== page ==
Ask yourself the following questions before purchasing private health insurance in the United States:
Your question about health insurance in the USA has not been addressed yet? Then you may find the answer in our FAQ:
Green Card holders age 65 and older are also eligible for Medicare benefits. However, they must have been a Permanent Resident for at least five years and have registered their residence in the United States for five consecutive years. Furthermore, they should have worked in the United States for at least ten years. Green Card holders with less than ten years of work in the USA can still apply for Medicare but must pay an additional contribution, with the amount depending on the number of years worked.
No, EU citizens automatically lose health insurance coverage when they leave the European social security system. When traveling to the USA, it is advisable to take out an international health insurance policy first and look for a suitable health insurance policy in the United States later.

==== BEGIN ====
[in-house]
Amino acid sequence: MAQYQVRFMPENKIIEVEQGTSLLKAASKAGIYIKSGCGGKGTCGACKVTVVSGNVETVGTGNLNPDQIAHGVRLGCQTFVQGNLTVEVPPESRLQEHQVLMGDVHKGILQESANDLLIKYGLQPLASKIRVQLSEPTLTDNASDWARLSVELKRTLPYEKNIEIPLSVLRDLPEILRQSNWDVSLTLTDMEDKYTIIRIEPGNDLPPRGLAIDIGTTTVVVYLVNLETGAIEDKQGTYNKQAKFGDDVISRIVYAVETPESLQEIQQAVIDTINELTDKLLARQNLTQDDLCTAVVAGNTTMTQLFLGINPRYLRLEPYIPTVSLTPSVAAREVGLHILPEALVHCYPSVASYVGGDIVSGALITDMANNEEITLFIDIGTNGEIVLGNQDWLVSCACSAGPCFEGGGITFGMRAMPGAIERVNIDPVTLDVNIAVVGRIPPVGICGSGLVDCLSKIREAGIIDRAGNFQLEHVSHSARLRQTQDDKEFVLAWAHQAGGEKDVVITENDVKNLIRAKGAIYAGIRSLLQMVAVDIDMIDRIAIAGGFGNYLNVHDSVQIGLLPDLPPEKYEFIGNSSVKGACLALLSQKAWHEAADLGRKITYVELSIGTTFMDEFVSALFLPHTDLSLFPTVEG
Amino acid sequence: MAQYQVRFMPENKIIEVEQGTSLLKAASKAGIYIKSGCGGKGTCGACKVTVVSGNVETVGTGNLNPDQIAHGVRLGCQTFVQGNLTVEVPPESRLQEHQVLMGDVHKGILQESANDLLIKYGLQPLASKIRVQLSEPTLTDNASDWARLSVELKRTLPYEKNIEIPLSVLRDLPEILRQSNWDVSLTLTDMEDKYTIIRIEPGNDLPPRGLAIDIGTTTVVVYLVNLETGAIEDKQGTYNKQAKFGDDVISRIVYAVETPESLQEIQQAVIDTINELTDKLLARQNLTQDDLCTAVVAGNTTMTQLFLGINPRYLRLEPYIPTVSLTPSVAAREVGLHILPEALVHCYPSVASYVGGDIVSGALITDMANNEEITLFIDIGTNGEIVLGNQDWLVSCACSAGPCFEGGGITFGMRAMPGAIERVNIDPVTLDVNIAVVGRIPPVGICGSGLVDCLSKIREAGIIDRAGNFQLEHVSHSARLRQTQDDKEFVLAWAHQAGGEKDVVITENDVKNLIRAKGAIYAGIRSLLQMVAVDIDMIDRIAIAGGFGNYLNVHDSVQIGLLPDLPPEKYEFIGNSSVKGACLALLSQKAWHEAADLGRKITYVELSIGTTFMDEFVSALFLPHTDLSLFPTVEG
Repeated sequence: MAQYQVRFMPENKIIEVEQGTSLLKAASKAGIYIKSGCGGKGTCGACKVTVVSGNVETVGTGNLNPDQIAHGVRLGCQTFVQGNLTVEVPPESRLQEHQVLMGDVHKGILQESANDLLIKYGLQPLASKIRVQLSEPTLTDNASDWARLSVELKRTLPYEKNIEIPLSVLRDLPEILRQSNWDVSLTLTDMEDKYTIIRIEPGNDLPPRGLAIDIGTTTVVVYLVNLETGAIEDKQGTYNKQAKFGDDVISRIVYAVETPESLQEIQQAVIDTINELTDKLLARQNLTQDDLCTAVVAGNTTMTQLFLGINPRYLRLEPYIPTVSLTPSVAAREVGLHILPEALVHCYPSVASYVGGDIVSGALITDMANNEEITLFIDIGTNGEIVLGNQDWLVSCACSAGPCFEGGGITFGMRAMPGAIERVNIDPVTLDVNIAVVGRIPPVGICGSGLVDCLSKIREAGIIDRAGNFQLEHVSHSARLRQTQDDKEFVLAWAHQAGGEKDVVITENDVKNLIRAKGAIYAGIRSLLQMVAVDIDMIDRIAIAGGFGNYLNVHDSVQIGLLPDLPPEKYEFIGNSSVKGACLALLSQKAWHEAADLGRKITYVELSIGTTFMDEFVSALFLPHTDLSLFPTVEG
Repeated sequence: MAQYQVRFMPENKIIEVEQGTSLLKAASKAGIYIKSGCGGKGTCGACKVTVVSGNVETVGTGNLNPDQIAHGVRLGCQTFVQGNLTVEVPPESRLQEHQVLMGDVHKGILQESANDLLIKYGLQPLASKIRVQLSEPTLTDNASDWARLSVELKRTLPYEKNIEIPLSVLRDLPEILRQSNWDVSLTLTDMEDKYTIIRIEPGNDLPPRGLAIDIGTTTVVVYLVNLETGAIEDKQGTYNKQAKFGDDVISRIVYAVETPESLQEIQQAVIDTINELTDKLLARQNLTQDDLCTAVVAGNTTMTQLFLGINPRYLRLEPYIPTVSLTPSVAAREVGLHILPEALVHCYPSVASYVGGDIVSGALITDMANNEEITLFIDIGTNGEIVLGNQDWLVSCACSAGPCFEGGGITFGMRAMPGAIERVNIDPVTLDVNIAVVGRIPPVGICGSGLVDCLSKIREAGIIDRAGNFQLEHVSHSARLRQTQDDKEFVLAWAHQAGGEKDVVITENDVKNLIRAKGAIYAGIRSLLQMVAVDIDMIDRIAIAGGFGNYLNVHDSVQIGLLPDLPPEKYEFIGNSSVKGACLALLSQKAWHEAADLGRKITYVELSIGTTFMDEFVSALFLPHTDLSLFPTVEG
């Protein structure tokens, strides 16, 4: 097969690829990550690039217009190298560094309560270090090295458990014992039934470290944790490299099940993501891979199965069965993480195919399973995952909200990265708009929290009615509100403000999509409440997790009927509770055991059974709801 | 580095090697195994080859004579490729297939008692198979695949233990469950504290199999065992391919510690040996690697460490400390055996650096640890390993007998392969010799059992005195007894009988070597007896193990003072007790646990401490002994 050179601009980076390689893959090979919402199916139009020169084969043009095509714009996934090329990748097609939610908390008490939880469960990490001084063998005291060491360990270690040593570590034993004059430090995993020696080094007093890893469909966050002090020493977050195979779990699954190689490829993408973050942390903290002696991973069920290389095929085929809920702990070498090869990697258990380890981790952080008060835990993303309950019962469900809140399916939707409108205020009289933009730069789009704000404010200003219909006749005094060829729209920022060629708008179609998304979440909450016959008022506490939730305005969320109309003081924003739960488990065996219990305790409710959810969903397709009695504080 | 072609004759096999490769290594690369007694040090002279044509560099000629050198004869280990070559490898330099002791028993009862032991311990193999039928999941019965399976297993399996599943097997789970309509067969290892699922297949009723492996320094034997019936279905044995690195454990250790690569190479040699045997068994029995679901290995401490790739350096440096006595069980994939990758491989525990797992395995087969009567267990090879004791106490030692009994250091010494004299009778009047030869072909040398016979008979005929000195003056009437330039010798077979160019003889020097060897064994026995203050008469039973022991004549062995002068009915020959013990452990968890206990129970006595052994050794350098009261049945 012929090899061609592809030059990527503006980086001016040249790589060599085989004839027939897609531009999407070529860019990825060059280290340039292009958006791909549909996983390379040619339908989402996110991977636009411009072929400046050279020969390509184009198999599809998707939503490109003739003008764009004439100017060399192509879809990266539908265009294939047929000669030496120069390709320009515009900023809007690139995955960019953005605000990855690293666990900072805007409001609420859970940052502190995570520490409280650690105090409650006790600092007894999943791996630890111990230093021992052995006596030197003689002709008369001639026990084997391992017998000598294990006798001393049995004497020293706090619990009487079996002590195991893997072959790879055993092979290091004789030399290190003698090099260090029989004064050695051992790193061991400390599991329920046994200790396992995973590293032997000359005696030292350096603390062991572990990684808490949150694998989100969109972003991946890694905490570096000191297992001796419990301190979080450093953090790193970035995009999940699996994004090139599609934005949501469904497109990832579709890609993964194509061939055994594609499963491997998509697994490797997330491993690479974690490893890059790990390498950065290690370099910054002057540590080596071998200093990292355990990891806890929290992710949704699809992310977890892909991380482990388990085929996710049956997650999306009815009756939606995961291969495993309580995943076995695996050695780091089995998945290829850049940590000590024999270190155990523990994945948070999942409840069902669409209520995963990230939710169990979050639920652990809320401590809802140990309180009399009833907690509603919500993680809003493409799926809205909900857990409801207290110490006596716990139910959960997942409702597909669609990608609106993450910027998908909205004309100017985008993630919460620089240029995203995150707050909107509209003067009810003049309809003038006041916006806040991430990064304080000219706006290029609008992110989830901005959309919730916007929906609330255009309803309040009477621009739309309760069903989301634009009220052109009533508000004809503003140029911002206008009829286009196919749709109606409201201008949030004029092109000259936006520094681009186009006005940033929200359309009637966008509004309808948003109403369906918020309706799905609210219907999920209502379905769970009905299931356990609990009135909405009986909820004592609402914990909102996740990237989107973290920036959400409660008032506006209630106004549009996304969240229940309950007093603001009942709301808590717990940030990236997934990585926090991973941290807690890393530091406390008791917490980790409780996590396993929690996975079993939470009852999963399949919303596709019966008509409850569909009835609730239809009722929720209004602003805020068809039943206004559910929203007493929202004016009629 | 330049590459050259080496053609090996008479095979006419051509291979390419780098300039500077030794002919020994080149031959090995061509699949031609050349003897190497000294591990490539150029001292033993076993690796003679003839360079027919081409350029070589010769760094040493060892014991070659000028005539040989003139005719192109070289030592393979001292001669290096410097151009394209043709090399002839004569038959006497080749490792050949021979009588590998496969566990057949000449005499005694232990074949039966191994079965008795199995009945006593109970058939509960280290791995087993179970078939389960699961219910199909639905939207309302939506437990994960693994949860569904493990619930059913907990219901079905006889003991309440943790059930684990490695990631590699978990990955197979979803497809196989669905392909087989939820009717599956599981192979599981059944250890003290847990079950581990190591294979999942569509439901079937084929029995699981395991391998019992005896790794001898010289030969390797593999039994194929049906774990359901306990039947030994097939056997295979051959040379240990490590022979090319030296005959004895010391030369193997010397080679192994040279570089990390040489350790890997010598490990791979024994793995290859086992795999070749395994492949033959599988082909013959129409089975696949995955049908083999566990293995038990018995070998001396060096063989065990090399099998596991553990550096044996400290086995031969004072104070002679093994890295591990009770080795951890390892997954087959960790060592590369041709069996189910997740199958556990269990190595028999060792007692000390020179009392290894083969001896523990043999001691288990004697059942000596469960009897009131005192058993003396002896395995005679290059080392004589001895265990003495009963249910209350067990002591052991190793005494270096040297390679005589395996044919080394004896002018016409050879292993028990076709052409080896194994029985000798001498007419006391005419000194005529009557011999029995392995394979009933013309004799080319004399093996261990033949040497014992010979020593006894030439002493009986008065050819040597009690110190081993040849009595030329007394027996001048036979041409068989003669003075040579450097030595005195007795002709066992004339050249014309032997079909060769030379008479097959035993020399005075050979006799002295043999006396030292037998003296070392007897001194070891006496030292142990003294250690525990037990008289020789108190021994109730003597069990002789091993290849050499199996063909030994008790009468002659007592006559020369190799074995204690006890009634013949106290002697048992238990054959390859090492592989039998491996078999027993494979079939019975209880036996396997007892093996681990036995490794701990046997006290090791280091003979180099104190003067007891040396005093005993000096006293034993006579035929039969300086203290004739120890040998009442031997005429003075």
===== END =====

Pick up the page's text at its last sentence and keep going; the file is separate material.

If you want to spend your retirement in the USA, you should inform yourself well about the topic of health insurance beforehand, so that you can avoid high treatment costs in case of illness. We recommend taking out a long-term health insurance policy for seniors in one's home country. Usually, they are valid for a certain period of time (in most cases, one year, a maximum of five years).
To study in the USA or for any other extended stay (e.g. internship, au pair), young people need sufficient health coverage to be protected in case of emergency. Here, too, there are special travel insurance policies that can be taken out for a period of up to five years.